Gearing up for a huge NAS purchase - questions about use

So I could ask this on a regular plane jane PC-esque forum, but since its use will primarily be for emulation (and a minor hunk for plex) I figure this will be easiest to figure out what needs to happen.

A bit of info on my current set up. I have 50 terabytes of storage at current spread across 9 drives. 3 of those 9 are plex and external, the other 6 are internal. 0 redundancy so if a drive goes - im ass-out.

This is half the reason I need a NAS. I want to do something like a raid 6, which will allow me a bit of protection against failure. This equals needing a few more drives. Add in the fact that for the money i’ll be spending, I also need to actually UPGRADE my capacity, which equals a few more drives yet.

I’m looking at doing something like 10x10tb drives, lest 2 for parity.

All that stuff is the easy stuff though. What concerns me is how it interfaces with the PC.

As mentioned, I currently have 9 drives. All pathed out. Plex has library paths to each of the 3 drives its assigned (which is a very small fraction of my concern and will be fixable or even rebuildable much easier than what I have going on with retroarch).

Retroarch on the otherhand (not to mention several standalone emulators for which retroarch has no equivalent core) has playlists which point to various drives, symlinks for art which point to their own drive, and even steam has command line shortcuts that rely on retroarch being in a certain place.

All this was curated and set up over an embarassing amount of man hours that cost me a large amount of family time (and game time!).

Hindsight and all that, I should have went with a NAS years ago. They were less prevalent though and i never realized i’d become so compelled to create a veritably complete retro-gaming collection.

So the easy out is to simply buy 9 new/larger drives, transfer 1:1, assign the same relative drive letters to each, and be done. The old drives would then be backups of a sort.

Still considering all the other perks that having a NAS brings, I want to give it a go if its reasonble to set up.

So ultimately the TLDR version is, would a NAS require me to redo every path/playlist/shortcut/symlink for every single thing?

ive briefly heard of/read about something along the lines of “mapping it as a system drive” or some such, which in my head ideally would work like this.

-create a bunch of partitions on the NAS each holding the data from each of my drives. Assign each partition as a drive to windows with the same letter as the current drive.

leave happy with everything functioning as it always has.

Prooooobably unfortunately not how it goes in practice. Since im old and married (aka friendless), and as such have nobody with a NAS i can go visit and poke around with - I’m left with the next best thing. The internet! I have to rely on someone out there that has seen and used a NAS to set me right :slight_smile:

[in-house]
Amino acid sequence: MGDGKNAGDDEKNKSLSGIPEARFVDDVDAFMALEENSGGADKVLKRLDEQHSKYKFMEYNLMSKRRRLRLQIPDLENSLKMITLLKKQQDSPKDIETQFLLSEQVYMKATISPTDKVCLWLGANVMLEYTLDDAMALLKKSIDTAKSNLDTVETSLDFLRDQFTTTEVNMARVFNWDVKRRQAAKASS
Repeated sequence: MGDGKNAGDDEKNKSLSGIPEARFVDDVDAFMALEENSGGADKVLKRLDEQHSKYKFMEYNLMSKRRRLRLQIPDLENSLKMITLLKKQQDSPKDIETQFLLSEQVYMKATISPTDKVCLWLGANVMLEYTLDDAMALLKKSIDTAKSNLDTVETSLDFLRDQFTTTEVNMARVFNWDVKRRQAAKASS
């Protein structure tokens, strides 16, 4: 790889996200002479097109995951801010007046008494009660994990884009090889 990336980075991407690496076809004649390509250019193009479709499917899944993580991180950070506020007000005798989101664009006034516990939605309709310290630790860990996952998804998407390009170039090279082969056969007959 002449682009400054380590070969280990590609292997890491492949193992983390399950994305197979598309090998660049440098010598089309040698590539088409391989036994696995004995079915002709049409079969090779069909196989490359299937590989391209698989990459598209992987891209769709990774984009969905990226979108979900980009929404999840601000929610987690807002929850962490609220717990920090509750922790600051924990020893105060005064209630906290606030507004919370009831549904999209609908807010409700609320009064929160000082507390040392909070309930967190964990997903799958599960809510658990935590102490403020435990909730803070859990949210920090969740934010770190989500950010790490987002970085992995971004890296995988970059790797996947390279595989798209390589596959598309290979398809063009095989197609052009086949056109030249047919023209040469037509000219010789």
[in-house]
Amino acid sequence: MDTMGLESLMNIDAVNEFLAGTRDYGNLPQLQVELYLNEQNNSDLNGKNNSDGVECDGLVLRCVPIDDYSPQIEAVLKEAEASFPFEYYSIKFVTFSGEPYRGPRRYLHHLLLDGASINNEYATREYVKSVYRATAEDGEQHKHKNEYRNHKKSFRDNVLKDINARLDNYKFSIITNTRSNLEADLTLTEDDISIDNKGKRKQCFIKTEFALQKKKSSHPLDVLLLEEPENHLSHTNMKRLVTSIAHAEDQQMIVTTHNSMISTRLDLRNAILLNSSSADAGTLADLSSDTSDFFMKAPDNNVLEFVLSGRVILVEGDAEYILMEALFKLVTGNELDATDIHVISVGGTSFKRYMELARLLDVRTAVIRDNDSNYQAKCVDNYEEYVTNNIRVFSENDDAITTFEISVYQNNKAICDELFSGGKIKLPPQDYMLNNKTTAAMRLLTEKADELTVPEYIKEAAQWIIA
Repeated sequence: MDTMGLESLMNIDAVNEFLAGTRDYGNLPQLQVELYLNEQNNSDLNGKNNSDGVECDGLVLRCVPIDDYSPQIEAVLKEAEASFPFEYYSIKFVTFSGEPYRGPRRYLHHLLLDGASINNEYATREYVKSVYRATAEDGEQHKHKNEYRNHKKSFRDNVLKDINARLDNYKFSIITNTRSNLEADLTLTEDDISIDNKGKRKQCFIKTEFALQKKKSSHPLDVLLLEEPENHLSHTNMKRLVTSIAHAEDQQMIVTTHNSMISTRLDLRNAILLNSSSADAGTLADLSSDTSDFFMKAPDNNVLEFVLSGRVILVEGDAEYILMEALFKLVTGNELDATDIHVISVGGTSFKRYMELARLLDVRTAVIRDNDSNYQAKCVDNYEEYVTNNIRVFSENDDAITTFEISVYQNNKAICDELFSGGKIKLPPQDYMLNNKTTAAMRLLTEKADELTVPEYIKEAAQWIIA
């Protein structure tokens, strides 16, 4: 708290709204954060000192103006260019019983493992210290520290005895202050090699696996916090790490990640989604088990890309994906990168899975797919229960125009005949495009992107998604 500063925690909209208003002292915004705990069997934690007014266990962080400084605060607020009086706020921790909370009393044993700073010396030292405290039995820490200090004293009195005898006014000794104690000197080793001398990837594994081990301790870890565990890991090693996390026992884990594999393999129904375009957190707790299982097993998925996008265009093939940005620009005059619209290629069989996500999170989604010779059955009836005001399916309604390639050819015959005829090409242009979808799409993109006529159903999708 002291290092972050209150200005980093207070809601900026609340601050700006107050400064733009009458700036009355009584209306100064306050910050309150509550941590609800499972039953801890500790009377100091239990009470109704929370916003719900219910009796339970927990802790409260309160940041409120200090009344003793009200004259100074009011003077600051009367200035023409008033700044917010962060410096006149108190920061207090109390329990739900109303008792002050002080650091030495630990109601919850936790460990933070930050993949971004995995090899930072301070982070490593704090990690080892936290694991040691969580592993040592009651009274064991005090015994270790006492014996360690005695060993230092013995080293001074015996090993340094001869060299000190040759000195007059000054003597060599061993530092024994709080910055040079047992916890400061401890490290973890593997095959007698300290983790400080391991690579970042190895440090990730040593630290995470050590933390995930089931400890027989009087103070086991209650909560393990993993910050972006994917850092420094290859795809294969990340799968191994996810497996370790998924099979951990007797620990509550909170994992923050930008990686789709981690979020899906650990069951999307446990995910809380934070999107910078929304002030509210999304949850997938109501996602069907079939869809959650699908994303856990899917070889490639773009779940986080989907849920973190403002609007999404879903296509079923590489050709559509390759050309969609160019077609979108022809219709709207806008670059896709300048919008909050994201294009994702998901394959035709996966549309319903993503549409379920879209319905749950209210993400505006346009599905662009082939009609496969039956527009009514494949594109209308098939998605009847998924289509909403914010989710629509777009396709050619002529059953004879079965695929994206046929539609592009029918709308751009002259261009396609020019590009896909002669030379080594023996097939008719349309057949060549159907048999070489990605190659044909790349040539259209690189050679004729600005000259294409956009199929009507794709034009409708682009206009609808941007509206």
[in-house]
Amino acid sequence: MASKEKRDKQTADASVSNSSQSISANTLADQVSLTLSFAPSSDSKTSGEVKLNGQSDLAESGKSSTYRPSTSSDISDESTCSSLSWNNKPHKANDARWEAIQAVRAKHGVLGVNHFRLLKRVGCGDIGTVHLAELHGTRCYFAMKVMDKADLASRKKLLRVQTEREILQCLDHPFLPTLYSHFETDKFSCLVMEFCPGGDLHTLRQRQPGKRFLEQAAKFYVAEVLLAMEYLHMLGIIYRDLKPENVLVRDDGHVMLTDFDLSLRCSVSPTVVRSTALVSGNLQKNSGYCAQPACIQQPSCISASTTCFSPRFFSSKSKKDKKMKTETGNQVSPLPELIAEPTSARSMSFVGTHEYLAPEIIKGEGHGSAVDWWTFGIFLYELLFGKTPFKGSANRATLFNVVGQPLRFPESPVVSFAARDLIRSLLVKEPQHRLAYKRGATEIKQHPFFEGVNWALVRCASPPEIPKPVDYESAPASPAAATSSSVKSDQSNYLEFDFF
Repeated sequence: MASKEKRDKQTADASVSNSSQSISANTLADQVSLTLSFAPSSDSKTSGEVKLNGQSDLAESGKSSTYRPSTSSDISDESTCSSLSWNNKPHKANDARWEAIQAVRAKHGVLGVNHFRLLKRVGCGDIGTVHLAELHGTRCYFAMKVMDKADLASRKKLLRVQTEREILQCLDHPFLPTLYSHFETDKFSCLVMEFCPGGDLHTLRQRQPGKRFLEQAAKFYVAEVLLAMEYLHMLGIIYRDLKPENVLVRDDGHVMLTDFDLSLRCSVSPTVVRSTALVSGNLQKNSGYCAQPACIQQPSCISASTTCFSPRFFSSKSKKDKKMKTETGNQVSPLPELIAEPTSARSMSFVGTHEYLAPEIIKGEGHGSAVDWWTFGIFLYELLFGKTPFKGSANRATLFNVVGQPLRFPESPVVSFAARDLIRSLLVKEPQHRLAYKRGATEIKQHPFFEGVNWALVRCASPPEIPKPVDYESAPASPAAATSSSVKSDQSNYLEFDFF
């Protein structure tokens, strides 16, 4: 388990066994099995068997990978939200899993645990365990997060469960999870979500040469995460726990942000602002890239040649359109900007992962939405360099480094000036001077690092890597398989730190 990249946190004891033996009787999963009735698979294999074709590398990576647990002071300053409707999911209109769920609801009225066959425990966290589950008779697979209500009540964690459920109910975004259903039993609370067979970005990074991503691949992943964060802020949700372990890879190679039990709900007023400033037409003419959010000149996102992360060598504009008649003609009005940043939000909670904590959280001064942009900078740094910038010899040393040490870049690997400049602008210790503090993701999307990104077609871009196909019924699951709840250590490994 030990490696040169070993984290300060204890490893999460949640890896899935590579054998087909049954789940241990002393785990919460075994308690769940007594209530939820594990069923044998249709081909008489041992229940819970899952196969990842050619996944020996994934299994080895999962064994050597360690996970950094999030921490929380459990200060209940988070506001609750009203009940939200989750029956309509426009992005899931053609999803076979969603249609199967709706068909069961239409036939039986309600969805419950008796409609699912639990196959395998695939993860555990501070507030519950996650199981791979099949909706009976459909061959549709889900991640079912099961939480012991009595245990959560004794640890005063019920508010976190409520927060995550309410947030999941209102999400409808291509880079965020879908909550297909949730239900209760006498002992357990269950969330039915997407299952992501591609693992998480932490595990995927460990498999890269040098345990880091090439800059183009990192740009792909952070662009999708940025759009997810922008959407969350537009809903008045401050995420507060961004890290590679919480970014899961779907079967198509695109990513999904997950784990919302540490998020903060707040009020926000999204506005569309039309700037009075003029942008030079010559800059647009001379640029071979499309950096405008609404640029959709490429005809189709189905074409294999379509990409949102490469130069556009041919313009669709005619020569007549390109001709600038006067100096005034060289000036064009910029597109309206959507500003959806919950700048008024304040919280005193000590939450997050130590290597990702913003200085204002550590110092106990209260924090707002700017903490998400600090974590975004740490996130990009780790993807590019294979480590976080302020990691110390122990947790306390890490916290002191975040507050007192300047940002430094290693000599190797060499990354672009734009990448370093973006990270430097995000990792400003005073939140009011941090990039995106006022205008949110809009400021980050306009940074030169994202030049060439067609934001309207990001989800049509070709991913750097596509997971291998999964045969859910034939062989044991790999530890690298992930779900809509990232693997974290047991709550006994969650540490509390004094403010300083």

For the solution, look at what best fits your needs. Raid is faster, I believe had the same features as a standard drive, and provides parity but is inflexible if you need to expand your system, requires quite a bit of work to set up and opt out, and you lose everything if you lose more drives than you have parity for. If those risks are too high, I’d look at other solutions like unraid, snapshoting, and drive pooling which will have their own benefits and problems.

As for the links, you’ll need to reset them up and test but there are a few ways of doing it. The right way is to go through and fix everything as possible, making sure it works (you can probably mass find and replace the paths in your playlists at least. The quick way is, assuming you keep the same folder structure, to try something like creating sym links from your old drive letter to the new drive letter. Or You might be able to mount the same physical drive as several logical drives.

I have an 8 drive system set up through drive bender (a pooling program) and then two drives of parity done through snapraid. The upside is I have a single, easily expandable and reversae logical drive but it can be slow、drive bender doesn’t support sym links, and I have to remember to backup. I’m not sure what I would choose now, but back in 2013 this was a pretty good option.

Thanks for the reply.

Its very likely ill end up going with one of those prebuilt synology or qnap jobbies and filling it with some ironwolfs.

In all honesty I havent gotten to that point before I was able to get some idea of what I was getting into as far interfacing goes.

You are correct, the playlists should be, by and large a copy/paste notepad++ job. Its the recreation of all my steam shortcuts, my windows games shortcuts, my vm’s and damn near everything emulation related (scrapers etc) that all point somewhere that will no longer be valid.

From what it sounds like, theres not really gonna be any clear cut way around it. While it will/would be a ton of work - perhaps its best in the long run.

I appreciate the input, especially from someone with hands on experience in exactly this realm.